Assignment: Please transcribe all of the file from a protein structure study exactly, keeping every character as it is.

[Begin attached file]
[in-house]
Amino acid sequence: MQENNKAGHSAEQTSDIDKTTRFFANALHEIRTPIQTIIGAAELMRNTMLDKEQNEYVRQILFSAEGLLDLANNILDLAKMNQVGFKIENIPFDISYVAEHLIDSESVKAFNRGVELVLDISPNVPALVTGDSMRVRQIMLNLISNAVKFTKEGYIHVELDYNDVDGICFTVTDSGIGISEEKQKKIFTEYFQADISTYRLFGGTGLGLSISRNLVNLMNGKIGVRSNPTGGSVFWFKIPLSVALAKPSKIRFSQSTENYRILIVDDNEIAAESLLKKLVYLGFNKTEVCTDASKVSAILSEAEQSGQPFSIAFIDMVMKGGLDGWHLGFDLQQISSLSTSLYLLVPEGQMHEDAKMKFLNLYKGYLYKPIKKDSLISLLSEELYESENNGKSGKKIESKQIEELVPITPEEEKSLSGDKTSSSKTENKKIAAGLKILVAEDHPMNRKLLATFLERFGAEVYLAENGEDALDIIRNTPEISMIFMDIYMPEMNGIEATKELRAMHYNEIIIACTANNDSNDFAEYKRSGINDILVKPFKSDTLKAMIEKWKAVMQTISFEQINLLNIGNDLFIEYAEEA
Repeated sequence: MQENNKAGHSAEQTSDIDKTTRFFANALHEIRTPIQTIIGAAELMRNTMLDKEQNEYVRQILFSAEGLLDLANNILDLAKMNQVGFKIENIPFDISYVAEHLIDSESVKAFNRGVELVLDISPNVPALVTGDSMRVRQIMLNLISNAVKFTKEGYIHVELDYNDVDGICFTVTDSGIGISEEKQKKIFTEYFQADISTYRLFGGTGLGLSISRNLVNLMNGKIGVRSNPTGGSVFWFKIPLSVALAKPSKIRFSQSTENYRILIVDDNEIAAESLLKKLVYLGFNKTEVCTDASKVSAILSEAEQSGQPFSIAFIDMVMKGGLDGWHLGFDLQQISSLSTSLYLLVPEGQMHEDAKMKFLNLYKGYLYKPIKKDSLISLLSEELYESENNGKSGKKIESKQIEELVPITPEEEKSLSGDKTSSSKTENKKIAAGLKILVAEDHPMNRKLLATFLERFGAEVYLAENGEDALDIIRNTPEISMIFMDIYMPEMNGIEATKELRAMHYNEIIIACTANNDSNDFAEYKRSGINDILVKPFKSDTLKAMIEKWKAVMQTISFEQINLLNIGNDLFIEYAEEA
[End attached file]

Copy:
[in-house]
Amino acid sequence: MQENNKAGHSAEQTSDIDKTTRFFANALHEIRTPIQTIIGAAELMRNTMLDKEQNEYVRQILFSAEGLLDLANNILDLAKMNQVGFKIENIPFDISYVAEHLIDSESVKAFNRGVELVLDISPNVPALVTGDSMRVRQIMLNLISNAVKFTKEGYIHVELDYNDVDGICFTVTDSGIGISEEKQKKIFTEYFQADISTYRLFGGTGLGLSISRNLVNLMNGKIGVRSNPTGGSVFWFKIPLSVALAKPSKIRFSQSTENYRILIVDDNEIAAESLLKKLVYLGFNKTEVCTDASKVSAILSEAEQSGQPFSIAFIDMVMKGGLDGWHLGFDLQQISSLSTSLYLLVPEGQMHEDAKMKFLNLYKGYLYKPIKKDSLISLLSEELYESENNGKSGKKIESKQIEELVPITPEEEKSLSGDKTSSSKTENKKIAAGLKILVAEDHPMNRKLLATFLERFGAEVYLAENGEDALDIIRNTPEISMIFMDIYMPEMNGIEATKELRAMHYNEIIIACTANNDSNDFAEYKRSGINDILVKPFKSDTLKAMIEKWKAVMQTISFEQINLLNIGNDLFIEYAEEA
Repeated sequence: MQENNKAGHSAEQTSDIDKTTRFFANALHEIRTPIQTIIGAAELMRNTMLDKEQNEYVRQILFSAEGLLDLANNILDLAKMNQVGFKIENIPFDISYVAEHLIDSESVKAFNRGVELVLDISPNVPALVTGDSMRVRQIMLNLISNAVKFTKEGYIHVELDYNDVDGICFTVTDSGIGISEEKQKKIFTEYFQADISTYRLFGGTGLGLSISRNLVNLMNGKIGVRSNPTGGSVFWFKIPLSVALAKPSKIRFSQSTENYRILIVDDNEIAAESLLKKLVYLGFNKTEVCTDASKVSAILSEAEQSGQPFSIAFIDMVMKGGLDGWHLGFDLQQISSLSTSLYLLVPEGQMHEDAKMKFLNLYKGYLYKPIKKDSLISLLSEELYESENNGKSGKKIESKQIEELVPITPEEEKSLSGDKTSSSKTENKKIAAGLKILVAEDHPMNRKLLATFLERFGAEVYLAENGEDALDIIRNTPEISMIFMDIYMPEMNGIEATKELRAMHYNEIIIACTANNDSNDFAEYKRSGINDILVKPFKSDTLKAMIEKWKAVMQTISFEQINLLNIGNDLFIEYAEEA